The world is definitely getting hotter, thanks to climate change – the topic that is hottest at the moment! What responsibilities do scientific institutes and businesses have, to make this world a cooler place, quite literally? Who can explain this better than Ms. Gilbert, Head of Policy at the Grantham Institute - Climate Change and Environment at Imperial College London! Ms. Gilbert is engaged in connecting relevant research across universities with policy-makers and businesses. In a candid interview during her visit to the Divecha Centre for Climate Change at the Indian Institute of Science, she opens up on her role and its challenges, the opportunities this situation presents, and her opinions on actions that need to be taken in tackling climate change.
“The scientific community has a huge, untapped potential as a vast store of information that can be useful to society”, comments Ms. Gilbert opening up the discussion. “On the other side, you have a group which is struggling to find ways to solve economic, environmental and social problems at a practical level. Someone has to make this a two-way connection; someone has to build this bridge”, she expresses, explaining why her role is critical in today’s scenario. At present, businesses, media and academia speak different languages; each bringing with them their own form of exclusivity. It is a huge challenge to have these groups understand each other and see eye to eye. Hence, the role of translators who can build this bridge between these different groups becomes extremely important.
Talking about the challenges translators like her face, Ms. Gilbert exclaims – "It was a big culture shock for me!” Being new to this field, she had to immerse herself in academia, build trust with a lot of researchers, get to know how they work and learn their language. She recollects her strategy of talking to people who had spoken about their research in public in the past and were willing to talk to her, and then talking to newer people who would be far less comfortable simplifying their research and who would have reservations about it. “But at the end of it all, I find it deeply satisfying that I am able to get this kind of work done”, she says with a smile.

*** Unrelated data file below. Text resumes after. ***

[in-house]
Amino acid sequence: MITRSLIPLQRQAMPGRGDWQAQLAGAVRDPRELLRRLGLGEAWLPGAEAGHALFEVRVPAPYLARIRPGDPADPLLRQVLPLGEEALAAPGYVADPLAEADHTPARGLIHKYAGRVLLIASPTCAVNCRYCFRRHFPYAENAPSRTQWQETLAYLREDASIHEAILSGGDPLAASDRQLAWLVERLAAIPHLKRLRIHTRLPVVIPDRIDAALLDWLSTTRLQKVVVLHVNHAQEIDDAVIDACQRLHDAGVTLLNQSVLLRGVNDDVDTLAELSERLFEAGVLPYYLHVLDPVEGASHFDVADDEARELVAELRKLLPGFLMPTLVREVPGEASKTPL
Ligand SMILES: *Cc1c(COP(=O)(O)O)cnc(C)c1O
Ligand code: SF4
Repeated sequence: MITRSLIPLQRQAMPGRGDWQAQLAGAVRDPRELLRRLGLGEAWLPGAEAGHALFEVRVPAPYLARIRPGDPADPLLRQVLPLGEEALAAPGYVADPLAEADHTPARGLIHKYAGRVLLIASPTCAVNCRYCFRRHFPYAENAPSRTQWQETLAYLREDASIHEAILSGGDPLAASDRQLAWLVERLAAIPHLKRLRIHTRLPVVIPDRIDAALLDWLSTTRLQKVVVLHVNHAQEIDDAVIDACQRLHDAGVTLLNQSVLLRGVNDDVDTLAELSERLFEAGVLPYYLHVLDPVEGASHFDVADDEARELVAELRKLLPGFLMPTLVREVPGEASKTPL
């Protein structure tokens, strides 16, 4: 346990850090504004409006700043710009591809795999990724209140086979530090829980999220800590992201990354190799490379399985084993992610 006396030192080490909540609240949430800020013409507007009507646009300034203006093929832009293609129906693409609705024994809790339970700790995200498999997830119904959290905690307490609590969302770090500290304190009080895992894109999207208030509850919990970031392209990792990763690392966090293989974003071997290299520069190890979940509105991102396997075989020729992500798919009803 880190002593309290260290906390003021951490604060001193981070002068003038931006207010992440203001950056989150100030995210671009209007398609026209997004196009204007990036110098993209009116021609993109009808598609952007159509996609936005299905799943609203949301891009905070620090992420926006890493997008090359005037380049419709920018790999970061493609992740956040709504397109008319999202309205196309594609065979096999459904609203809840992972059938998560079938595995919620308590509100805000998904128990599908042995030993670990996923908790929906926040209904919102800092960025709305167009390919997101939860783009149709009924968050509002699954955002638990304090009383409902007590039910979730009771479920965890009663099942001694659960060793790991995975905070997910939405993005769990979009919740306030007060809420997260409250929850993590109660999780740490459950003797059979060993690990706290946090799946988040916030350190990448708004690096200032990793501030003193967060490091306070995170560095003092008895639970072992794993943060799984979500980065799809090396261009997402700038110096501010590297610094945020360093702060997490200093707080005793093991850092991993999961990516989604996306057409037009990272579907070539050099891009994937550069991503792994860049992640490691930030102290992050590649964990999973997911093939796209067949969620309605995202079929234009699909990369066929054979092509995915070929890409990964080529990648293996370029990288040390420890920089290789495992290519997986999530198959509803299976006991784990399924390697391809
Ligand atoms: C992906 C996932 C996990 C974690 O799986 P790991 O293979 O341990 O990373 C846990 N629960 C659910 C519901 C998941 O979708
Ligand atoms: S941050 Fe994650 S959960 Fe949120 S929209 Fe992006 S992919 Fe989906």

Ms. Gilbert’s work plays a critical role in helping policy makers make the right decision. Often, it is believed that all the information that policy makers need is readily available in the public domain. However, in reality, it is an enormous task for policy makers to access, sort and prioritise the information they need. And how does policy making work? “It starts with some clear top-down political priorities informed by public opinion and pressure, followed by instructions to civil servants to make a suitable policy for implementation”, explains Ms. Gilbert. This process, she says, includes research and consultations with stakeholders like local people, NGOs such as environmental pressure groups and trade unions and companies, which results in a draft. Depending on the legislative status of the draft policy, this draft could result in standards, legislation that requires a Parliamentary process, or the creation of voluntary or other mechanisms. And who makes the decisions behind these policies? “Generally, policy makers can range from elected representatives in the parliament to civil servants operating in their office”, she adds.